The modern trend in GPSes is away from RS232C and towards USB. USB GPSes keep the NMEA data protocol but discard the NMEA link layer. Under Linux, USB GPSes use the usbserial module and look like serial ports. Part of gpsd's job is to hide this stuff; applications don't have to be aware of NMEA or the link layer, they just query gpsd for information.

The good news about NMEA

The basic design of the NMEA data protocol is very simple. The GPS throws ASCII text lines called 'sentences', each beginning with a '$' and terminated by CR/LF, at the host machine. Usually the host gets one update a second, but the GPS has the option of sending more frequently when it detects a change of position or velocity or status. The standard prescribes a serial encoding at 4800bps, 8 bits, one stop bit, no parity; although most consumers recievers use 9600bps.

Here are some sample NMEA sentences:

$GPGGA,212734,4740.0569,N,12219.6612,W,1,08,74.00,73.9,M,638.000000,M,,*6D $GPRMC,212734,A,4740.0569,N,12219.6612,W,0.000000,0.000000,020403,18.936255,E*60 $GPGSA,A,3,17,06,23,15,16,18,10,30,,,,,152.00,74.00,133.00*3F $GPGGA,212735,4740.0569,N,12219.6612,W,1,08,74.00,74.1,M,638.000000,M,,*63 $GPRMC,212735,A,4740.0569,N,12219.6612,W,0.000000,0.000000,020403,18.936255,E*61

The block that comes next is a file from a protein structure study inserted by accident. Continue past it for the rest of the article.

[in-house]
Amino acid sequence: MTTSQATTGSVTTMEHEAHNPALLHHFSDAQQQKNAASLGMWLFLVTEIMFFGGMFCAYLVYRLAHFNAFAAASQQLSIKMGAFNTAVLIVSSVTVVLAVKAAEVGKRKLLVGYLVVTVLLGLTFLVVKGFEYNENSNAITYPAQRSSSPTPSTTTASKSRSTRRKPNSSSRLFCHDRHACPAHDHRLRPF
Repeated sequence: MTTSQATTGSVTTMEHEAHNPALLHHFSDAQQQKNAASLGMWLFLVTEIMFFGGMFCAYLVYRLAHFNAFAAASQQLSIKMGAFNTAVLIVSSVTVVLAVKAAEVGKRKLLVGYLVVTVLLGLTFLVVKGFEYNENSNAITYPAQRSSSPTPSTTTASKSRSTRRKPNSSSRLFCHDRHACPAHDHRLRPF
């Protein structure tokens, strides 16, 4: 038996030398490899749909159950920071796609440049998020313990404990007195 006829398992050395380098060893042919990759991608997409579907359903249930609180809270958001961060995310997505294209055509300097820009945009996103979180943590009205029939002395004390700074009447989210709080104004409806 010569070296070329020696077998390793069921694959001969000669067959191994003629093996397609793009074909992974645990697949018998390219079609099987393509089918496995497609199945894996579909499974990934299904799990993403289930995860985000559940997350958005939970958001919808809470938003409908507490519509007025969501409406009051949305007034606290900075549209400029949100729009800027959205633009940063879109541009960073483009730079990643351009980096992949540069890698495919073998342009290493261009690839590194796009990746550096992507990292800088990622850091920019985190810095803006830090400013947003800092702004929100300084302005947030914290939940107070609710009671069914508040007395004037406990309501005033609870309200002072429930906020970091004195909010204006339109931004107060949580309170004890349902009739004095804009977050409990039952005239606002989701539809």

Each sentence consists of a comma-separated fields. The first field is always a message type and the last a checksum that can be used to check for data corruption. Interpreting NMEA sentences is not complicated. Modulo a few glitches like 2-digit year numbers, the NMEA standard does a pretty good job of specifying a message set for GPSes that want to convey data to computers.

More good news: you should never have to deal with this level — gpsd's purpose is to insulate you from it.

The bad news about NMEA

That's the good news. Now for the bad news, which comes in five pieces:

First, the NMEA standard does not specify a command repertoire for the opposite direction. Thus, functions like changing the GPS's update frequency or selecting the subset of sentences for it to send are often not supported at all, and when they are it's all by sentences that are vendor-specific.

This used to be more of a problem than it is today. Early GPSes tended to have elaborate facilities for accepting lists of waypoints and sending back course information to help you navigate to them. Modern high-end units still do, but the GPSes designed for connecting to computers are increasingly designed on the assumption that the host computer will do all the waypoint geometry itself and the GPSes only job is to deliver periodic position and velocity readings. Thus, they tend to have no control codes at all. This makes them laudably stupid.